Industrial pollution of air falls in county


Published: Thursday, July 1, 2004 at 6:01 a.m.
Last Modified: Thursday, July 1, 2004 at 12:00 a.m.
While mercury and ammonia levels jumped slightly, total air emissions released by Alachua County's largest industrial polluters decreased between 2001 and 2002, new federal pollution data show.
According to the U.S. Environmental Protection Agency's Toxic Release Inventory, which provides a detailed county-by-county breakdown of polluters and the chemicals they produce, 75,000 fewer pounds of airborne toxins was emitted during the 12-month period.
In all, roughly 1.98 million pounds of waste escaped into the county's air in 2002, the data show. Statewide, more than 81 million pounds of chemicals was released, roughly 3 million fewer than the previous year.
"From our point of view, things are getting better," said John Glunn, an environmental manager with the Florida Department of Environmental Protection's air division in Tallahassee. "We've still got a long way to go, but things are getting better."
The Alachua County drop is largely the result of reduced hydrochloric acid emissions, down 97,000 pounds to approximately 1.63 million pounds. Sulfuric acid emissions also declined, to roughly 85,000 pounds, from 99,000 pounds.
Those pollutants, which have been linked to a number of health problems - from skin irritation to lung disease - are byproducts of coal, oil and gas combustion.
The lion's share of the county's industrial air releases, including hydrochloric acid and sulfuric acid, can be traced to Gainesville Regional Utilities' Deerhaven Generating Station on U.S. 441 between Gainesville and Alachua; the facility is by far the region's largest stationary source of pollution.
Vehicle emissions, a major contributor to the county's overall air quality, were not recorded in the EPA analysis. To search the annual inventory, visit www.epa.gov/tri.
Robert Klemans, a Gainesville Regional Utilities engineer who compiles the utility's Toxic Release Inventory data, said reductions measured by the EPA were the result of a drop in fuel use.
Simply put, the Deerhaven facility burned less coal, and produced less power, in 2002 than in 2001, Klemans said.
"We had a reduction in the combustion of coal. That's probably the biggest thing" contributing to the drop in emissions.
Some have concerns It is unclear why GRU burned less coal, and in turn, generated less power.
But a review of the resulting pollution releases illustrates one of the many problems that can arise when comparing annual inventory data, air quality experts said.
For one, air emission totals are dependant on the number of facilities operating in a given region, and at what scale they are producing. If fewer sources operate at a reduced scale, the thinking goes, pollution will decline.
Another potential problem is the way the data is collected. Because EPA relies on companies to submit their own data, the potential for underreporting is high, some have suggested.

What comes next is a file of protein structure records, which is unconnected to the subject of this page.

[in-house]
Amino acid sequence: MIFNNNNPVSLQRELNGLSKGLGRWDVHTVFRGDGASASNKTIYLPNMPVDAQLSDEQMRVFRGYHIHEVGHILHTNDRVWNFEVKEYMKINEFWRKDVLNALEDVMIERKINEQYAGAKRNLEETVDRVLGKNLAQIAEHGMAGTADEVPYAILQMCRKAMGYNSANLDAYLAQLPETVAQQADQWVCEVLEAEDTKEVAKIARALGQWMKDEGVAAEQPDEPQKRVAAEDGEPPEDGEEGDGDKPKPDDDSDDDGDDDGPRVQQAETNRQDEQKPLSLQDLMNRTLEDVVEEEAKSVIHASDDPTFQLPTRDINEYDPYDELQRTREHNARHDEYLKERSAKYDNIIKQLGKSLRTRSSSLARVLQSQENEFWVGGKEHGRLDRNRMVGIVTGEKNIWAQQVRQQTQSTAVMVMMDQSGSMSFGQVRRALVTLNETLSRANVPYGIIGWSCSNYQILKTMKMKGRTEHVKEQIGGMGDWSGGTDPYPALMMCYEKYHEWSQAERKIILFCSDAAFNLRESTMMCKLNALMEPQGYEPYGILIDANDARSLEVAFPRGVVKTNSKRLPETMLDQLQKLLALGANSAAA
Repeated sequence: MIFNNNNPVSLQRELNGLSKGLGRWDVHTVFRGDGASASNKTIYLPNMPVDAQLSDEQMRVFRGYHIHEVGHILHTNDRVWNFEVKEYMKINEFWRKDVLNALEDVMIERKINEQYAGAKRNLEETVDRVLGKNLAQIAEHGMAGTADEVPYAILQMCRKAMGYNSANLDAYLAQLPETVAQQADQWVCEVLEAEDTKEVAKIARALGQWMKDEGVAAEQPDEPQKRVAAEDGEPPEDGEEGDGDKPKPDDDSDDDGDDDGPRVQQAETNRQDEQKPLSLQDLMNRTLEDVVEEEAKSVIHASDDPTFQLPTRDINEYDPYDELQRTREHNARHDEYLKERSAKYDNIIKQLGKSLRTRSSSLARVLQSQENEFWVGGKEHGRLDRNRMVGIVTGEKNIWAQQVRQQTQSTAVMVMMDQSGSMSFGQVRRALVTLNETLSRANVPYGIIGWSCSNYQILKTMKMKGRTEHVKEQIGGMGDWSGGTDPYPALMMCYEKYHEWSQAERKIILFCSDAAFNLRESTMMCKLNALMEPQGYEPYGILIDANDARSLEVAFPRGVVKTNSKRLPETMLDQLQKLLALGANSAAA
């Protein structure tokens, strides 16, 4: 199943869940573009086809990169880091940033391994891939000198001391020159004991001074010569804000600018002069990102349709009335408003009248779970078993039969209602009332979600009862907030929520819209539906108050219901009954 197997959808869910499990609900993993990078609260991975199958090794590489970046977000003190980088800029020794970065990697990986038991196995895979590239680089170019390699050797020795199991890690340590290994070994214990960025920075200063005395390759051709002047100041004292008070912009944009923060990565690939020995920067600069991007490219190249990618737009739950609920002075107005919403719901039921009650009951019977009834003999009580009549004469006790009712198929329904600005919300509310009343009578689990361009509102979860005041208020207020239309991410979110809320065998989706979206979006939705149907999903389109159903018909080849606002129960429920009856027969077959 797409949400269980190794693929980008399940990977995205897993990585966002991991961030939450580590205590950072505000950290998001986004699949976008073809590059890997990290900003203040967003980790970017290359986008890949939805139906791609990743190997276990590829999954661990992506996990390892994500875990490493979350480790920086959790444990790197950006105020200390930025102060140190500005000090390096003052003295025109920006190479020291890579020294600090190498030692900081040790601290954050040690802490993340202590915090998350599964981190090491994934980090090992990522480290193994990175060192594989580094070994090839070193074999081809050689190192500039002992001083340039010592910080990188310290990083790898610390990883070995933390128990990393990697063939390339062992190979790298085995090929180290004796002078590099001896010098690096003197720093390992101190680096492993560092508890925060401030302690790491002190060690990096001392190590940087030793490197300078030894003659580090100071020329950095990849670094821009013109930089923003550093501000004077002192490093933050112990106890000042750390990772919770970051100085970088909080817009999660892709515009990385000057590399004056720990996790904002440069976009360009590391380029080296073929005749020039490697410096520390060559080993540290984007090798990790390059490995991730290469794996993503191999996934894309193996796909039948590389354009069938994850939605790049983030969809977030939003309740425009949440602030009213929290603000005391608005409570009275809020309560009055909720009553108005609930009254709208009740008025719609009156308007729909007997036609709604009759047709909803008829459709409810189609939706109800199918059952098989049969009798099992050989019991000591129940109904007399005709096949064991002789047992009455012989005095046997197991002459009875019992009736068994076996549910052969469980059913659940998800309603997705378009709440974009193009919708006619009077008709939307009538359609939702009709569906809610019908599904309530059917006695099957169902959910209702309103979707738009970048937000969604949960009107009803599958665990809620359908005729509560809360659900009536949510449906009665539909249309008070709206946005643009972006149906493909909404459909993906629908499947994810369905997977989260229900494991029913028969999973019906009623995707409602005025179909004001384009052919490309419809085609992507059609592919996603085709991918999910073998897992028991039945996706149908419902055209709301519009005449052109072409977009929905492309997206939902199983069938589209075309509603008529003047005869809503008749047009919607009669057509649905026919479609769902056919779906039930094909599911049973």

A report released last week by the Environmental Integrity Project, a national environmental advocacy group, claimed that emission totals in the Toxic Release Inventory were "four to five times" lower than is accurate.
An EPA official told reporters in a conference call those claims were baseless.
Other difficulties in air emission trend analysis result from changes in EPA-mandated reporting requirements; shifts in individual production processes; or environmental upgrades to industrial facilities.
"It's a broad tool," Glunn of the DEP said of the federal agency's yearly inventory. "What it is good for is trends. It sort of raises flags when you see the trends change.
"But it's not a surgical kind of tool." Despite the overall emission decreases, and various reporting problems, some pollutants emitted by Alachua County operators clearly rose during the previous reporting period.
Mercury, ammonia up Mercury, a byproduct of coal combustion, spiked by 34 pounds in 2002, to 231 pounds. The airborne chemical also jumped statewide by 223 pounds, ending 2003 at 2,761 pounds.
Airborne mercury emitted by coal-burning facilities can be absorbed by fish when it settles in nearby waterways, and lead to health problems in humans who consume large amounts of seafood.
Deerhaven and Florida Rock's Thompson S. Baker cement plant in Newberry were the only facilities that contributed to the county's increase.
Chris Bird, director of the Alachua County Environmental Protection Department, said the climb in mercury levels was troubling.
"Nationwide, it seems that the one area the federal government has failed to address are power plants," Bird said speaking specifically of coal-fired facilities. "They've tightened up on mercury emissions from garbage and other sources. But the burning of coal has not been very well regulated."
Klemans said GRU's mercury increase, like the increase in other constituents, was related to the type and amount of coal burned in 2002.
The county's only other significant air increase was in the release of ammonia, a chemical the EPA tracks because it forms particulate matter in the atmosphere when mixed with other chemicals. Ammonia went up 2,515 pounds from 2001 to 2002.
Breathing particulates can increase the risks of heart and lung disease, and the EPA says reducing fine particulates "is the single most important action we can take to make our air healthier for Americans."
Greg Bruno can be reached at (352) 374-5026 or greg.bruno@gvillesun.com.

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